o Policy for buying back the Agri Lands from private land owners.
• Networking
o Make you aware of what resources lie around.
o Networking land, telecommunications
o Possibilities for Collaboration
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Group 3: Improving the successfulness of young entrepreneurs in agriculture
• Having Workshops for youths to educate them and build capacity in the area
• Enable the youth with more practical skills than theory
• Identify role models within the society so youths can work alongside with (building
recognition)
• Educational institutes need to play a more active role in educating
(youths/students) in entrepreneurial skills
• There should be an organization/institute to assist in guiding youth in how to set up
or lay out their business plans to reduce failure rate.
• Increase market availability
Group 4: Youth organizations forging linkages for advocacy and representation
• NGO
o Accessing more funding
o Having a proper format structure/proposal
o Documentation of Registration
• Youth Organizations i.e. Jamaica 4H Clubs
o Access to lands
o Technical support
o Financial Aide JSIFT etc.
o Creates Programs in Schools
• Advocacy/ Representation: Youth Parliament
o Having representation focusing on agriculture policies consisting of
members from various sectors 1) Agri 2) Tourism 3) Education 4) Having a
strong skill set
• Forming Agri Groups! And from these groups the Minister appointing youth
representation to set on various states and bodies related to Agri
• More Youth forums just as this; creating policies for local and regional development
Group 5: Gaps in agriculture value chains where youth can produce value
• To meet quality assurance standard (ie. Improved aspects improved value added
chain)
• Training involves capacity building, knowledge transfer, post-harvest, quality
assurance
• Demonstration Plots: farmers field school, research and development, trial and
error(for development of different products)
• Cohesive Farming Groups(say practical meaning different farmers groups)
o Farmers organizatons it will improve the value added production. It will
also improve efficiency of packing. Meaning everyone will not be producing
the same commodities at the same time.
o E.G Trinidad we have some farming areas producing 1) vegetable crops 2)
Roots and Tubers 3) herbs and spices 4) and at the present providing grains
such as rice 5) Livestock rearing
20
CONCLUSION
21
RECOMMENDATIONS
22
AGENDA
Day 1: Wednesday 19th June 2013
Time
Session
08.30-09.00
Registration
09.00-10:00
Opening Session: Brief Remarks by Agricultural Stakeholders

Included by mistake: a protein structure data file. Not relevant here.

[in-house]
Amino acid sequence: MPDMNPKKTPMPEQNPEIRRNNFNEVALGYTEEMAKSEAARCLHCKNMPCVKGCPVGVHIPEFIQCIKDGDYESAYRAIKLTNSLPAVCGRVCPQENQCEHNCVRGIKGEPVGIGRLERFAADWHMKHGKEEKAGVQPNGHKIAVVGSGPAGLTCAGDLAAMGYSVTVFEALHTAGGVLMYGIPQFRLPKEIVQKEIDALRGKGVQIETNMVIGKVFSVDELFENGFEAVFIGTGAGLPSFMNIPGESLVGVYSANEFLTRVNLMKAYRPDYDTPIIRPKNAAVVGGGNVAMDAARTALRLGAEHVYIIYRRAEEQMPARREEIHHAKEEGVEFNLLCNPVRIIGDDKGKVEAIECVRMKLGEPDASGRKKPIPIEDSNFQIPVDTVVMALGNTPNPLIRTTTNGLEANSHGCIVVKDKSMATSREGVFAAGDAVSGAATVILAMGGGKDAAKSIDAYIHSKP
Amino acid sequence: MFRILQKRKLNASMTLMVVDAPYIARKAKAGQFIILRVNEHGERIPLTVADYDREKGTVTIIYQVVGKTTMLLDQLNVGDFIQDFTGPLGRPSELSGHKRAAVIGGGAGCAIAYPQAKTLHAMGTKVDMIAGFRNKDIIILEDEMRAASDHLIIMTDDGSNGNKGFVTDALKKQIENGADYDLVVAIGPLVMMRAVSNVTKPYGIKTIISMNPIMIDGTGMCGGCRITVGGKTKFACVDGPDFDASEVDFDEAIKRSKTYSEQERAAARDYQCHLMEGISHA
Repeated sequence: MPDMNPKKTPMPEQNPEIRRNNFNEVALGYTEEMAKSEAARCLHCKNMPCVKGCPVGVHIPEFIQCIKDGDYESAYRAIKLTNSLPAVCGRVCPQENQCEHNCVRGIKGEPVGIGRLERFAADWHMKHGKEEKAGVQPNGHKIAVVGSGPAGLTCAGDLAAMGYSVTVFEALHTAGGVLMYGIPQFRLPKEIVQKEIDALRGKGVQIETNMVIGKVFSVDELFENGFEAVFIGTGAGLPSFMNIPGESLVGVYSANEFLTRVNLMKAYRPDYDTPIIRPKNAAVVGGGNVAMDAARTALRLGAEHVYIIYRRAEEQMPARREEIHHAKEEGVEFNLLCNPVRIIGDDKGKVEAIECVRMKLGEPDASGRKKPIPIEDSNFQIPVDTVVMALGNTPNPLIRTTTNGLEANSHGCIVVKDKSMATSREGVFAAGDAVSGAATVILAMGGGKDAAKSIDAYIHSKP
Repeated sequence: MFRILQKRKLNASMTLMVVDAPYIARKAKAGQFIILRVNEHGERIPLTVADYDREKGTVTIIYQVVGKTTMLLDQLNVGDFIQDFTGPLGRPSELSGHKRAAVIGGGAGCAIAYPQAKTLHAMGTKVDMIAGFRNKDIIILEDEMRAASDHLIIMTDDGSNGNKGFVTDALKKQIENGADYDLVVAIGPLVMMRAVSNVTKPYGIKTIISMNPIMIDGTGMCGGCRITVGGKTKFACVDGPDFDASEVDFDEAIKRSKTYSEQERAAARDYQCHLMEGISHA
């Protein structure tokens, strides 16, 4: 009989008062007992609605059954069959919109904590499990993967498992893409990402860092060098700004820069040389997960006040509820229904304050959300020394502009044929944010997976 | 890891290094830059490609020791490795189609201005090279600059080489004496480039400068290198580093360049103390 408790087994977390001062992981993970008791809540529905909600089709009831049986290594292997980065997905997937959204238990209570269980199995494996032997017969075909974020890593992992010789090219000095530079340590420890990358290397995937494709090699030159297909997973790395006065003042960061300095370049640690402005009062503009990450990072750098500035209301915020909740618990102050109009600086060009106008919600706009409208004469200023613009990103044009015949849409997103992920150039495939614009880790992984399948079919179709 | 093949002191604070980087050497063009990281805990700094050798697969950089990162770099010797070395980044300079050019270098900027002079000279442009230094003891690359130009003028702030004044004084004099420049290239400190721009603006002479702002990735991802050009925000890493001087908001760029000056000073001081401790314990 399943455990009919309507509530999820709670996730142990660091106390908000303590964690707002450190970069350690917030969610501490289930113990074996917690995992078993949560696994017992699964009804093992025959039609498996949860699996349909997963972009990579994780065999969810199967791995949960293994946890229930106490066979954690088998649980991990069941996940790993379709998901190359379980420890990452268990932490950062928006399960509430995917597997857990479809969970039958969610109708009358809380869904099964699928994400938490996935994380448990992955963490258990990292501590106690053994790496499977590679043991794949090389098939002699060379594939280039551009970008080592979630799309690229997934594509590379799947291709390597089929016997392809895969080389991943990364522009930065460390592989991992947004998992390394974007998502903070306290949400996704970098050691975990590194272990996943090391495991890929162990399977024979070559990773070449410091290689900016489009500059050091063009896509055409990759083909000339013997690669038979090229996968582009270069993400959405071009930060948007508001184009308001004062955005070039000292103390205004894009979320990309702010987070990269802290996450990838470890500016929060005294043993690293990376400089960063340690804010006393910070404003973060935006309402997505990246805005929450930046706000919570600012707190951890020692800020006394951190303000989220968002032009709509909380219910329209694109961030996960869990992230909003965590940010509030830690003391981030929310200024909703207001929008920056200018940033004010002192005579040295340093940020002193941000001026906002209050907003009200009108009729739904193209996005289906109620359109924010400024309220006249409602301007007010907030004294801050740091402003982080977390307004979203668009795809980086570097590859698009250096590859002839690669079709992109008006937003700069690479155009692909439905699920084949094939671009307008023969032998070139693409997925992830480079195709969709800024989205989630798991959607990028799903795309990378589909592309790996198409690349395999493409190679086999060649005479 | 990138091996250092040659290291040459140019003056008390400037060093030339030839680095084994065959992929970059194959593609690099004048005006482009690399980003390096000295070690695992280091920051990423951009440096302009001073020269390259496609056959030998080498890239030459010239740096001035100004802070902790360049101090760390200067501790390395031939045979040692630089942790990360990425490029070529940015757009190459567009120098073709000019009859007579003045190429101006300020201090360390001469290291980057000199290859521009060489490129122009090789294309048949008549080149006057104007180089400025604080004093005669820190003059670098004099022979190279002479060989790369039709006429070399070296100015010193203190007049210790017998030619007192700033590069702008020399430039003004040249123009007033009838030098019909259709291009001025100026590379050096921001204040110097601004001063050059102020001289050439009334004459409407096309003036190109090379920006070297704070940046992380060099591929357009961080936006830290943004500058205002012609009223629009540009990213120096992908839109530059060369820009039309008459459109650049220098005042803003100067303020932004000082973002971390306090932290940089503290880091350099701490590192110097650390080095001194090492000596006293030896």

• Sustang Fergus, ECTAD
• Ipha Miguel, President CAFY
• Anastasia Harry, Actin Head of the SVG Youth Affairs Division
• Jethro Greene, Chief Coordinator of CaFAN
• Honourable Saboto Caesar, Minister, Ministry of Agriculture
10:00 – 10:30 Coffee Break
10:30-10:45
Introduction, Objectives and Expected Results - Facilitator
10:45 – 12.00 How to reduce costs and maximize business profitability.
Presenter: Dougal James
12:00 – 13:00 Group work and presentation
13.00 – 14.00
Lunch
14:00 – 15.15
Developing entrepreneurial skills for engaging in agri-business
Presenter: Ray Burnside
Group work and presentation
Coffee Break
Group work and presentation
Wrap-up and Close of Day 1
15:15-16:00
16.00 – 16.15
16.15 – 17.30
Day 2: Thursday 20th June 2013
Time
Session
09:00-09:15
09:15 - 11:00
Recap of day one – Afi Martin
Best practices with young people initiatives
Presenters: Ayanna Young-Marshall ( UWI, Cave Hill SEED);
Coffee Break
11:00-11:15
11:15 - 13:00
13.00-14.00
How to set-up and develop an agri-business enterprise
Presenter: Erica Mc Intosh
Lunch
14:00 – 16:00
Financing youth in agribusiness.
Presenters: National Development Foundation, COMFI, and Bank of
SVG
Chair: Afzal Khan
16:00 – 16:15 Coffee Break
23
16:15 – 17:30
Information needs and requirements for improved business efficiency.
Presenter: Centre for Enterprise Development
Wrap-up and Close of Day 2
Day 3: Friday 21st June 2013
Time
Session
09.00-9.15
Recap of Day 2 Afi Martin
09:15-10:30
12:00-12:30
Improving the regulatory framework for doing business along
agricultural value chains- An insider perspective.
Presenters: SVG Chamber of Industry and Commerce, Nadia Anslem,
Hon. St Clair Leacok
Coffee Break
Improving the regulatory framework for doing business along
agricultural value chains- An alternative view.
Presenter: Hon. St. Clair Leacock, Business Development Specialist
Obstacles and aids to doing business – case studies/group work
12:30 – 13:00
Group Presentations
13.00-14.00
Lunch
10.30-11:00
11:00-12:00
14:00-15:00
A review of existing policies for creating an enabling environment
for young people in agri-business.
Presenter: Conroy Huggins
15:00-16:00
Group work: Policy recommendations that CAFAN, CAFY and their
partners and allies should use to engage with policy makers under the
Youth and Modernization pillar of CAP.
16:00 – 16:15 Coffee Break
16:15 – 17:15
17:15-17:30
Group Presentations of recommendations should be as specific as
possible, not just general/vague recommendations, so that they can be
used for focused advocacy work at the regional level and at the national
level. Advocacy work should result in concrete policy instruments at
the enterprise, cluster, value chain and institutional level.
Official closing
Chair: CaFAN
24
LIST OF PARTICIPANTS
No.
Name
Sex
OVERSEAS PARTICIPANTS
1.
Winston J. Laville
M
1.
Samuel T. Braziel
M
Organisation
Position
Country
Member
Public Relations Officer
Antigua
Antigua
Agriculture Science
Teacher
Operations Officer
Bahamas
2.
Raynard C. Burnside
M
Team Fresh Produce Cooperative
Antigua and Barbuda Agricultural
Youth Forum
Ministry of Education